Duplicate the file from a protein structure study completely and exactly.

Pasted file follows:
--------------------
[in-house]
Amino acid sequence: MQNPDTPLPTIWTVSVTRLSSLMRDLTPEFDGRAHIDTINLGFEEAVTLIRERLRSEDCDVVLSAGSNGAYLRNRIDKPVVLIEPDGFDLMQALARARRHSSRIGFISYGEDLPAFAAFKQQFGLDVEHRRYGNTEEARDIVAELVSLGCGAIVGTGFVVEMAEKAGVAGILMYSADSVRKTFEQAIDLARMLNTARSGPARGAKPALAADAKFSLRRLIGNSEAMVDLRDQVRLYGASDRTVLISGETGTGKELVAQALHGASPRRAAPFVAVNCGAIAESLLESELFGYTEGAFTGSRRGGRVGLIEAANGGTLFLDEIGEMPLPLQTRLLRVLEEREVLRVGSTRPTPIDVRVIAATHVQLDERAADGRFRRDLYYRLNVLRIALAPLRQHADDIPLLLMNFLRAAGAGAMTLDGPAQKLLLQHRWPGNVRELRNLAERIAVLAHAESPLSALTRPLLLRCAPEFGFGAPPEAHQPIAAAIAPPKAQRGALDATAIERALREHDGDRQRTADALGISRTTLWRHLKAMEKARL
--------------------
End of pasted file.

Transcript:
[in-house]
Amino acid sequence: MQNPDTPLPTIWTVSVTRLSSLMRDLTPEFDGRAHIDTINLGFEEAVTLIRERLRSEDCDVVLSAGSNGAYLRNRIDKPVVLIEPDGFDLMQALARARRHSSRIGFISYGEDLPAFAAFKQQFGLDVEHRRYGNTEEARDIVAELVSLGCGAIVGTGFVVEMAEKAGVAGILMYSADSVRKTFEQAIDLARMLNTARSGPARGAKPALAADAKFSLRRLIGNSEAMVDLRDQVRLYGASDRTVLISGETGTGKELVAQALHGASPRRAAPFVAVNCGAIAESLLESELFGYTEGAFTGSRRGGRVGLIEAANGGTLFLDEIGEMPLPLQTRLLRVLEEREVLRVGSTRPTPIDVRVIAATHVQLDERAADGRFRRDLYYRLNVLRIALAPLRQHADDIPLLLMNFLRAAGAGAMTLDGPAQKLLLQHRWPGNVRELRNLAERIAVLAHAESPLSALTRPLLLRCAPEFGFGAPPEAHQPIAAAIAPPKAQRGALDATAIERALREHDGDRQRTADALGISRTTLWRHLKAMEKARL